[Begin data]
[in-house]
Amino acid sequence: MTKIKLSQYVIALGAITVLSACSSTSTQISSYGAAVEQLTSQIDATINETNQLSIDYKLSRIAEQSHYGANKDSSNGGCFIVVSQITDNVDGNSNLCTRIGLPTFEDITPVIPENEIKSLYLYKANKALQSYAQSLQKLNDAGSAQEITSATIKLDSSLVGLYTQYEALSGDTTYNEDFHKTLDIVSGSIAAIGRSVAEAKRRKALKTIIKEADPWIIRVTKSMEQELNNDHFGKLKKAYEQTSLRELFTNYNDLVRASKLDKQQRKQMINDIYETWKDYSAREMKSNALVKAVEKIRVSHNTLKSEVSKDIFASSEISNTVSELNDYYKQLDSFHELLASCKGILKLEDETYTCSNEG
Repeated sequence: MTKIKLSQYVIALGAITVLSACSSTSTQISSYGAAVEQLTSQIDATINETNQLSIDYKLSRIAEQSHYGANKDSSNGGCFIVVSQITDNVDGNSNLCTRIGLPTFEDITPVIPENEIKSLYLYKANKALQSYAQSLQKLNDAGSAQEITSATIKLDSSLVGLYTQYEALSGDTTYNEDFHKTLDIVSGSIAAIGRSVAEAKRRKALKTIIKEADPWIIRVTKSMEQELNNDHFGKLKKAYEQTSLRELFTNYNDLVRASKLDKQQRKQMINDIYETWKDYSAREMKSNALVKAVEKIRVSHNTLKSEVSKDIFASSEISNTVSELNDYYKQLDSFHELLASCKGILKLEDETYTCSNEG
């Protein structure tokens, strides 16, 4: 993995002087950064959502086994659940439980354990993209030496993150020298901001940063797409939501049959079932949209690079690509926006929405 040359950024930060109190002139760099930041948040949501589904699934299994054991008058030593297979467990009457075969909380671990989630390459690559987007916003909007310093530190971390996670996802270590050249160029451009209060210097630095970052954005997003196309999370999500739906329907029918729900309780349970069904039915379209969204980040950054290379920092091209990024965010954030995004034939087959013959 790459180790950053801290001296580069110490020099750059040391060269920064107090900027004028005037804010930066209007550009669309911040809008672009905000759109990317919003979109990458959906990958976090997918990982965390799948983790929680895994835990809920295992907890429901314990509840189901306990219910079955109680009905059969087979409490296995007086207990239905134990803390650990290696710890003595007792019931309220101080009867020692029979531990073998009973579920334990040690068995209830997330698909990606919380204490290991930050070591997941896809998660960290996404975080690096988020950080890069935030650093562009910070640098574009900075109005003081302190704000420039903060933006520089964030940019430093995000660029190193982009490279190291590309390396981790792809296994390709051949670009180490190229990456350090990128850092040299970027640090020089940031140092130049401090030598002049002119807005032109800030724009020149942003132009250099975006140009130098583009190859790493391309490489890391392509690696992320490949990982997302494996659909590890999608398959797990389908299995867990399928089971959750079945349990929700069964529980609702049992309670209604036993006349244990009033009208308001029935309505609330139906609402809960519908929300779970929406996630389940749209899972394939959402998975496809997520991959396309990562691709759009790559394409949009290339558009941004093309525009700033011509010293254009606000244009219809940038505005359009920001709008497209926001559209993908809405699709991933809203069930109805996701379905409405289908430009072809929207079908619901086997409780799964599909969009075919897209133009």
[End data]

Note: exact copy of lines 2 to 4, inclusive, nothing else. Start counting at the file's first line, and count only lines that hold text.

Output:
Amino acid sequence: MTKIKLSQYVIALGAITVLSACSSTSTQISSYGAAVEQLTSQIDATINETNQLSIDYKLSRIAEQSHYGANKDSSNGGCFIVVSQITDNVDGNSNLCTRIGLPTFEDITPVIPENEIKSLYLYKANKALQSYAQSLQKLNDAGSAQEITSATIKLDSSLVGLYTQYEALSGDTTYNEDFHKTLDIVSGSIAAIGRSVAEAKRRKALKTIIKEADPWIIRVTKSMEQELNNDHFGKLKKAYEQTSLRELFTNYNDLVRASKLDKQQRKQMINDIYETWKDYSAREMKSNALVKAVEKIRVSHNTLKSEVSKDIFASSEISNTVSELNDYYKQLDSFHELLASCKGILKLEDETYTCSNEG
Repeated sequence: MTKIKLSQYVIALGAITVLSACSSTSTQISSYGAAVEQLTSQIDATINETNQLSIDYKLSRIAEQSHYGANKDSSNGGCFIVVSQITDNVDGNSNLCTRIGLPTFEDITPVIPENEIKSLYLYKANKALQSYAQSLQKLNDAGSAQEITSATIKLDSSLVGLYTQYEALSGDTTYNEDFHKTLDIVSGSIAAIGRSVAEAKRRKALKTIIKEADPWIIRVTKSMEQELNNDHFGKLKKAYEQTSLRELFTNYNDLVRASKLDKQQRKQMINDIYETWKDYSAREMKSNALVKAVEKIRVSHNTLKSEVSKDIFASSEISNTVSELNDYYKQLDSFHELLASCKGILKLEDETYTCSNEG
């Protein structure tokens, strides 16, 4: 993995002087950064959502086994659940439980354990993209030496993150020298901001940063797409939501049959079932949209690079690509926006929405 040359950024930060109190002139760099930041948040949501589904699934299994054991008058030593297979467990009457075969909380671990989630390459690559987007916003909007310093530190971390996670996802270590050249160029451009209060210097630095970052954005997003196309999370999500739906329907029918729900309780349970069904039915379209969204980040950054290379920092091209990024965010954030995004034939087959013959 790459180790950053801290001296580069110490020099750059040391060269920064107090900027004028005037804010930066209007550009669309911040809008672009905000759109990317919003979109990458959906990958976090997918990982965390799948983790929680895994835990809920295992907890429901314990509840189901306990219910079955109680009905059969087979409490296995007086207990239905134990803390650990290696710890003595007792019931309220101080009867020692029979531990073998009973579920334990040690068995209830997330698909990606919380204490290991930050070591997941896809998660960290996404975080690096988020950080890069935030650093562009910070640098574009900075109005003081302190704000420039903060933006520089964030940019430093995000660029190193982009490279190291590309390396981790792809296994390709051949670009180490190229990456350090990128850092040299970027640090020089940031140092130049401090030598002049002119807005032109800030724009020149942003132009250099975006140009130098583009190859790493391309490489890391392509690696992320490949990982997302494996659909590890999608398959797990389908299995867990399928089971959750079945349990929700069964529980609702049992309670209604036993006349244990009033009208308001029935309505609330139906609402809960519908929300779970929406996630389940749209899972394939959402998975496809997520991959396309990562691709759009790559394409949009290339558009941004093309525009700033011509010293254009606000244009219809940038505005359009920001709008497209926001559209993908809405699709991933809203069930109805996701379905409405289908430009072809929207079908619901086997409780799964599909969009075919897209133009």